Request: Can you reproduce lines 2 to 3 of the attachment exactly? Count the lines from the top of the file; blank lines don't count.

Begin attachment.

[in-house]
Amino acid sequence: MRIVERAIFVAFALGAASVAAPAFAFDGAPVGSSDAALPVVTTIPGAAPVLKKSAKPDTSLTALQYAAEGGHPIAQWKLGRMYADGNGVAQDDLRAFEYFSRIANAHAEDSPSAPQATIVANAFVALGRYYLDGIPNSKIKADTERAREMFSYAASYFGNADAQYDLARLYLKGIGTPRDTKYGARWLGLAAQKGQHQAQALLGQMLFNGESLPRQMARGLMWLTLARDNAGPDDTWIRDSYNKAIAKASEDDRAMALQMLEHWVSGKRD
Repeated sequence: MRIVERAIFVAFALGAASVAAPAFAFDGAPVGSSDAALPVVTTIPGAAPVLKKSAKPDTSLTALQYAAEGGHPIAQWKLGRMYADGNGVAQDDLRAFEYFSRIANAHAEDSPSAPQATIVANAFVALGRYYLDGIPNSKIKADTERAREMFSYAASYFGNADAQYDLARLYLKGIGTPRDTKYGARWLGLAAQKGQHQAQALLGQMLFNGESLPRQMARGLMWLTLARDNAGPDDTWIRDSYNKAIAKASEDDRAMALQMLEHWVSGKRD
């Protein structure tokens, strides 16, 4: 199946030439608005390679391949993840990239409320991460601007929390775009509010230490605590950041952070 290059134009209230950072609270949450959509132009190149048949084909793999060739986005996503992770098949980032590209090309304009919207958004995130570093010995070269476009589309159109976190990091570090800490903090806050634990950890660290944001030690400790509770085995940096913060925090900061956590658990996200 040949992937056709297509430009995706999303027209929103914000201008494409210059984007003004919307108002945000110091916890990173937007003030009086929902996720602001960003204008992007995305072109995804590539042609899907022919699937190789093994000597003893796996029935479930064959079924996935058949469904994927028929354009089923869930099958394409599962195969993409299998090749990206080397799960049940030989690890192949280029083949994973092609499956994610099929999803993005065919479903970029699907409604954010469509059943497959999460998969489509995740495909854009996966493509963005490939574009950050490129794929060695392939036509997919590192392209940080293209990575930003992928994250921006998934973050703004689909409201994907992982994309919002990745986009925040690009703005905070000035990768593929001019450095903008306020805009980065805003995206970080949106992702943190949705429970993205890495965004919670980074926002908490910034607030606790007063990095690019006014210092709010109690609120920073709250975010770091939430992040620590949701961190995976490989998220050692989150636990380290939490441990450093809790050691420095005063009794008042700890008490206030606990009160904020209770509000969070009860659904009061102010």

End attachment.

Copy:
Amino acid sequence: MRIVERAIFVAFALGAASVAAPAFAFDGAPVGSSDAALPVVTTIPGAAPVLKKSAKPDTSLTALQYAAEGGHPIAQWKLGRMYADGNGVAQDDLRAFEYFSRIANAHAEDSPSAPQATIVANAFVALGRYYLDGIPNSKIKADTERAREMFSYAASYFGNADAQYDLARLYLKGIGTPRDTKYGARWLGLAAQKGQHQAQALLGQMLFNGESLPRQMARGLMWLTLARDNAGPDDTWIRDSYNKAIAKASEDDRAMALQMLEHWVSGKRD
Repeated sequence: MRIVERAIFVAFALGAASVAAPAFAFDGAPVGSSDAALPVVTTIPGAAPVLKKSAKPDTSLTALQYAAEGGHPIAQWKLGRMYADGNGVAQDDLRAFEYFSRIANAHAEDSPSAPQATIVANAFVALGRYYLDGIPNSKIKADTERAREMFSYAASYFGNADAQYDLARLYLKGIGTPRDTKYGARWLGLAAQKGQHQAQALLGQMLFNGESLPRQMARGLMWLTLARDNAGPDDTWIRDSYNKAIAKASEDDRAMALQMLEHWVSGKRD